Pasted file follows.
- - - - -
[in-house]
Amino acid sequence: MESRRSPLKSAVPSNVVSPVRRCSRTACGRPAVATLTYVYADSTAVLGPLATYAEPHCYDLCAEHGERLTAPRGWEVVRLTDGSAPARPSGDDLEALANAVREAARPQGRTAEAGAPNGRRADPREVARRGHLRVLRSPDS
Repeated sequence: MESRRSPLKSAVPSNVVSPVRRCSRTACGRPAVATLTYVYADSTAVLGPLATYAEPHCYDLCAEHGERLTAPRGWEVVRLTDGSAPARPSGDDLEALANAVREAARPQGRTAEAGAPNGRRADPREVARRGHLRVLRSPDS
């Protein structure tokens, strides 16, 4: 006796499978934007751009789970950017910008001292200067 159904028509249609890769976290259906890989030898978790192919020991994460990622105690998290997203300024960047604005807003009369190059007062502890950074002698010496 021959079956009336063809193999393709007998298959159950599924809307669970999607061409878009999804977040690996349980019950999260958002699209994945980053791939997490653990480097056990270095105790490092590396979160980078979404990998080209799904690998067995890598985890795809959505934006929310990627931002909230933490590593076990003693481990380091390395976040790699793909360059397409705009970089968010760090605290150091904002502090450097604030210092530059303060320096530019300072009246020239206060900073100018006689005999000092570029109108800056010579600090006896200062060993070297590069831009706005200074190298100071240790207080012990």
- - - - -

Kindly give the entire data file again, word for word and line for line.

[in-house]
Amino acid sequence: MESRRSPLKSAVPSNVVSPVRRCSRTACGRPAVATLTYVYADSTAVLGPLATYAEPHCYDLCAEHGERLTAPRGWEVVRLTDGSAPARPSGDDLEALANAVREAARPQGRTAEAGAPNGRRADPREVARRGHLRVLRSPDS
Repeated sequence: MESRRSPLKSAVPSNVVSPVRRCSRTACGRPAVATLTYVYADSTAVLGPLATYAEPHCYDLCAEHGERLTAPRGWEVVRLTDGSAPARPSGDDLEALANAVREAARPQGRTAEAGAPNGRRADPREVARRGHLRVLRSPDS
């Protein structure tokens, strides 16, 4: 006796499978934007751009789970950017910008001292200067 159904028509249609890769976290259906890989030898978790192919020991994460990622105690998290997203300024960047604005807003009369190059007062502890950074002698010496 021959079956009336063809193999393709007998298959159950599924809307669970999607061409878009999804977040690996349980019950999260958002699209994945980053791939997490653990480097056990270095105790490092590396979160980078979404990998080209799904690998067995890598985890795809959505934006929310990627931002909230933490590593076990003693481990380091390395976040790699793909360059397409705009970089968010760090605290150091904002502090450097604030210092530059303060320096530019300072009246020239206060900073100018006689005999000092570029109108800056010579600090006896200062060993070297590069831009706005200074190298100071240790207080012990």